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In search of the sublime, contemporary electronic musician Steve Hauschildt has designed grids and panoramas of sound across multiple releases through the rise and dissolution of his former band, Emeralds, an American touchstone of 2000s home-recorded psychedelic noise music. Consistent with his solo work is Hauschildt’s ability to coil his craft in precise, varied, and distinctly physical forms. Gently spinning arpeggios converse with post-industrial decay. Sonic fibers sway like pendulums from static melancholy to motorik bliss. Dissolvi, the artist’s first full-length with Ghostly International, engages sublimation from an ontological perspective: by dissociating the self. Hauschildt steps out from the singular path, for the first time in a traditional studio, to compose and arrange contributions from friends. As a result, his most collaborative work to date extends a vast, vibrating framework in which to consider the state of being.

The album's title — a reference to cupio dissolvi, the Latin phrase meaning "I wish to be dissolved" — needn't be taken one-dimensionally or as purely solipsistic. It does, however, serve an apt reference. Physiological phenomena are of interest to Hauschildt. These back-of-mind ruminations find their way out. Songs are cerebral in orientation, but beyond explanation, the music is truly visceral.

Involuntary eye movement inspires the serene, sanguine-nearing-suspicious "Saccade." Hauschildt feathers soft percussion beneath the echoed refrains of Los Angeles musician Julianna Barwick, together shaping a svelte suggestion of the anxieties brought about by modern-day surveillance; if everyone is being watched constantly, there is no individual, no self, only a broadly monitored and clumsily cataloged populous. The work of Chicago poet Carl Sandburg comes to mind: “I am the people—the mob—the crowd—the mass.” The individual dissolves into the taxonomic crowd.

Minimalist techno impulses provide a stylistic through-line for Dissolvi. Understated synth phrases and drum grooves take hold in selective moments, like synchronistic structures onto which nebulous mists, like the rapturous voice of Gabrielle Herbst aka GABI on "Syncope," cling to and cloud, producing a dazzling rift in consciousness. The 7-minute centerpiece "Alienself" reiterates this creative logic, burbling like an amorphous body of water on a low-gravity planet, on the verge of dissolving, but never fully dematerializing.

The album was constructed in Chicago (where Hauschildt now resides) and partially in New York. "Much of it was recorded in a windowless studio which removed elemental or seasonal references to time in the music," says Hauschildt. "The focus this time was on mixing the album and incorporating a broader set of instrumentation. I describe my compositional approach as being quasi-generative." Embracing new methods and philosophical curiosities, and in turn, expanding the range of his repertoire, Hauschildt proposes a fascinating and profoundly rich experience in listening, being, and deliquescing.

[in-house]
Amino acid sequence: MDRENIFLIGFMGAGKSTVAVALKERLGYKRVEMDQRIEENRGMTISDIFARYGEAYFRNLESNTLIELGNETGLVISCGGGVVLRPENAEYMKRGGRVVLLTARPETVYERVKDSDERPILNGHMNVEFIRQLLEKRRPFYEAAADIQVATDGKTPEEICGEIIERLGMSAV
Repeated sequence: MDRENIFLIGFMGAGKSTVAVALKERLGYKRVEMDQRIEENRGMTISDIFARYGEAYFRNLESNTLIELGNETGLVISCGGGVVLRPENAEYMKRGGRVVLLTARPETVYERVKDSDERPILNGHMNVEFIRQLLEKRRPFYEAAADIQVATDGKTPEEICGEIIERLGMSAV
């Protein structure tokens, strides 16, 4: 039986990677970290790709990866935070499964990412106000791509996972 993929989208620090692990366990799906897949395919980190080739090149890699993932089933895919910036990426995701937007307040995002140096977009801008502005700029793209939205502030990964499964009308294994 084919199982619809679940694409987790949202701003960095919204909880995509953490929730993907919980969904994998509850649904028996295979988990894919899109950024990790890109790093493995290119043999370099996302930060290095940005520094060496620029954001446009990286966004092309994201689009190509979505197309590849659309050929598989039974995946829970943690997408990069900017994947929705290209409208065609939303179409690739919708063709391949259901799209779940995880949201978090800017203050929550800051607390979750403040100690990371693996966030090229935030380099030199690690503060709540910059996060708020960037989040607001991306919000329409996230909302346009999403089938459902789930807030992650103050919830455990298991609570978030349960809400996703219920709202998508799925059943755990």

STAFF COMMENTS

Barry says: There really is nothing Hauschildt has ever made that hasn't floored me, and the new one, 'Dissolvi' is no different. A little more driven than the previous duo, rolling arpeggios and beautiful simmering pads form together into a transportative and hypnotic journey. Another absolute stormer from Hauschildt. Superb.

It was 2011's 'Galactic Melt' that really opened my eyes to the neon synthwave streaks and pulsing bass throbs of Seth Haley's Com Truise productions. Like a simmering mix of 80's Italo, and the more modern soundtrack emulations of Pye Corner Audio, Xander Harris, Panabrite etc. Fast forward 6 years,  during which there have been one studio album and 2 EP's and we get the majestic 'Iteration'. 

Kicking things off with the dystopian shimmer of '...Of Your Fake Dimension' , led with a downtuned oscillator stack and skittering noisy hats, it sets the pace nicely without giving too much away, acting as an amuse oreille for the glowing journey that is to come.  'Ephemeron' takes things into another gear altogether, despite the reticence of the opening passage, things quickly build into a cacophony of echoing Linn drums and richoteing saw waves, underpinned by an ever-reliable machinated hi-hat flutter. 'Dryswch' weaves simmering pads together before leaping into a brutally fragmented bassline, twisting and turning around the solid foundation of hi-passed kicks (it is unusual for the drum parts to sit so high in the frequency spectrum, with most of the bass 'heavy lifting' often accomplished here by the bass guitar, the drums sitting in the low mids perfectly accentuating the throbbing churn of analogue oscillators). 

Move a little further along and 'Propagation' gives us the first truly anthemic taste of an Italo summer stormer, with corused pads and sidechained chords giving way quickly to a glitched-out two-part discussion between pummeling staccato bass and FM synth stabs before breaking down once again into glassine chorused keys and 16th note clattering percussion. It's a formula that is tried and tested, but injected with the off-kilter production quirks so recognisable as Haley (automated distorted fragments and stuttering filtered degradation being a big part of his sound), leaving the listener conforted but fascinated in equal measure. 

It is a stunning collection, supremely memorable, and warmly dynamic. There are moments of serene beauty and melancholic anthems, equally at home on the dancefloor as played at home for a gathering with friends. If they don't like it, get new friends. 

STAFF COMMENTS

Barry says: I always knew I liked Com Truise, there was just something that resonated with me (no pun intended), but never has it had as much of a pull as 'Iteration'. Stripped back into the constituent parts that made CT's music so enthralling without the sometimes distracting frenetic background makes this an unrivalled modern synth classic.